Full return

Annual return

Sample

Sharpe report

DVY

386.92%

8.98%

-62.88%

0.58

TO SPY

508.63%

10.31%

-55.42%

0.67

Data calculated with Portfolio123

The following graph plots the equity value of $100 invested in DVY and SPY since DVY’s inception.

DVY vs. SPY

DVY vs. SPY (chart: author; data calculated with Portfolio123)

DVY was almost on par with SPY in its first 10 years, then it started to underperform in 2017, like many dividend funds.

In previous articles, I’ve shown how three factors can help reduce risk in a dividend portfolio: asset yield, Piotroski’s F-score, and Altman’s Z-score.

The following chart compares DVY since inception with a subset of the S&P 500: stocks with above-average dividend yield and ROA, good Altman Z-score and Piotroski F-score, and sustainable payout ratio . It is rebalanced annually to make it comparable to a passive index.

Full return

Annual return

Sample

Sharpe report

DVY

386.92%

8.98%

-62.88%

0.58

Dividends and quality subset

899.21%

13.32%

-42.60%

0.87

Past performance is not a guarantee of future returns. Data source: Portfolio123

The Dividend Quality subset beats DVY by 3.3 percentage points in annualized yield and has a much lower risk of drawdown. However, the performance of the fund is real and the subset is hypothetical. My base portfolio contains 14 stocks selected from this subset (more info at the end of this article).

DVY scanning with quality measurements

I scanned DVY’s holdings with my quality metrics, considering risk stocks to be companies with at least 2 red flags among: bad Piotroski score, negative ROA, unsustainable payout ratio and bad or questionable Altman Z- score. I have excluded financial data where these measures are less relevant. With these assumptions, 14 out of 100 stocks are risky and weigh around 15% of the asset value.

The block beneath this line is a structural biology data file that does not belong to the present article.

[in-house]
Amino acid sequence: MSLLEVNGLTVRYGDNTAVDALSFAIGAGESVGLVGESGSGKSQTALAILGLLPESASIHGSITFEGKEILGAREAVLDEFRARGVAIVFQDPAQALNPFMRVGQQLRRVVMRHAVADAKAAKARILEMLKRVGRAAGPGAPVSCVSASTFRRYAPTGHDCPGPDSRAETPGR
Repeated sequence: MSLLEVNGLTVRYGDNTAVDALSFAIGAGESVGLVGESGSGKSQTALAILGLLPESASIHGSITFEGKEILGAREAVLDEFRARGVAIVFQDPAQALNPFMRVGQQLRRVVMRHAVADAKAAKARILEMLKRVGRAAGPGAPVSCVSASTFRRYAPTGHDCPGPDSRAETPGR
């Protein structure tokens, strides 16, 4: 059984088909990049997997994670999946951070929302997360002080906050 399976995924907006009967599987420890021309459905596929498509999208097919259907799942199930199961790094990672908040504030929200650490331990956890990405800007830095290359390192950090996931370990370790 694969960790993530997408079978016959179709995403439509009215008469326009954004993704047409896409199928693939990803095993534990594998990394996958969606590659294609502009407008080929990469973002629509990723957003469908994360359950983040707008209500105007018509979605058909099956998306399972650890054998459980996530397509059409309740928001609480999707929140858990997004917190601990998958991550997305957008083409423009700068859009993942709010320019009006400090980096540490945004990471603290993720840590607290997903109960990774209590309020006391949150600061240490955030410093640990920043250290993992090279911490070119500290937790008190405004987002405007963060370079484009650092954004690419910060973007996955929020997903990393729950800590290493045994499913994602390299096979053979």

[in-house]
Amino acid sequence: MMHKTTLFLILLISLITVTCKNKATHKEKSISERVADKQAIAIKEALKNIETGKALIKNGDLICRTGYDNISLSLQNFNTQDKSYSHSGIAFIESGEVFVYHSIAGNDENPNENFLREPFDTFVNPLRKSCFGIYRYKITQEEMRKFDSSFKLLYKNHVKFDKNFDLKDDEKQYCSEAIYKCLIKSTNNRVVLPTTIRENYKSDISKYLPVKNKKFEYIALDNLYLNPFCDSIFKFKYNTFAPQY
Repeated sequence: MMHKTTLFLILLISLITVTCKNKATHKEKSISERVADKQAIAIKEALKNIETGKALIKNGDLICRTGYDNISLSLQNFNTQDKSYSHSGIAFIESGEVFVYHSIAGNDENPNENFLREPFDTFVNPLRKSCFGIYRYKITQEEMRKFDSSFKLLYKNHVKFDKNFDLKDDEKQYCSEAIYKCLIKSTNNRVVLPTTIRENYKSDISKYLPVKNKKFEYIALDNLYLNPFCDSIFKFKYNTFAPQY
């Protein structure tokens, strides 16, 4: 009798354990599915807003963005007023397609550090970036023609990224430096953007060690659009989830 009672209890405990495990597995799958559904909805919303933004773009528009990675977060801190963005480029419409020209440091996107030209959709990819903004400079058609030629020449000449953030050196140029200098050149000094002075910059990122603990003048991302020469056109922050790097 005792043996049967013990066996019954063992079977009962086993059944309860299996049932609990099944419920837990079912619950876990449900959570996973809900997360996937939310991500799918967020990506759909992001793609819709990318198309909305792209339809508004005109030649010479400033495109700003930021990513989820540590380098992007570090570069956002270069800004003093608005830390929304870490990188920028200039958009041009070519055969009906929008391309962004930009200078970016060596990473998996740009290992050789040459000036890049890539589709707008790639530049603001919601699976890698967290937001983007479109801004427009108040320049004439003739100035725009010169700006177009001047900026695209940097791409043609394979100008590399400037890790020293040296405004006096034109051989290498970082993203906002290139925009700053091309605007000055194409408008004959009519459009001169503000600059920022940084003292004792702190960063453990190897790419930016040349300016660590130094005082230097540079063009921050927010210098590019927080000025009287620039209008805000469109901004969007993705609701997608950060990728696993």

Based on my calculations, DVY’s Altman Z-score Piotroski and Aggregate Asset Return are significantly lower than SPY’s overall values. These measures indicate a portfolio quality below the benchmark.

Aggregates

Altman’s Z-score

Piotroski’s F-score

ROA % TTM

DVY

2.00

6.0

5.38

TO SPY

3.56

6.5

7.87

Take away

DVY owns 100 dividend stocks selected according to systematic rules. REITs are excluded. Nearly 48% of asset value is concentrated in two sectors: utilities and finance.

Value measures look attractive, but they may be the result of a sector bias: financials naturally have low valuation ratios. The quality of the portfolio is significantly below the benchmark according to my parameters.

DVY has underperformed the S&P 500 in total return since 2017. Historical data also points to higher downside risk. The 3% yield is attractive for income-seeking investors, but the risk-adjusted performance is disappointing compared to dividend growth funds such as Vanguard Dividend Appreciation ETF (VIG) (review here) and WisdomTree US Dividend Growth ETF (DGRW) (review here). For the sake of transparency, my equity investments are split between a passive ETF allocation (DVY is not one of them) and an actively managed equity portfolio, whose positions and trades are disclosed in Quantitative Risk & Value.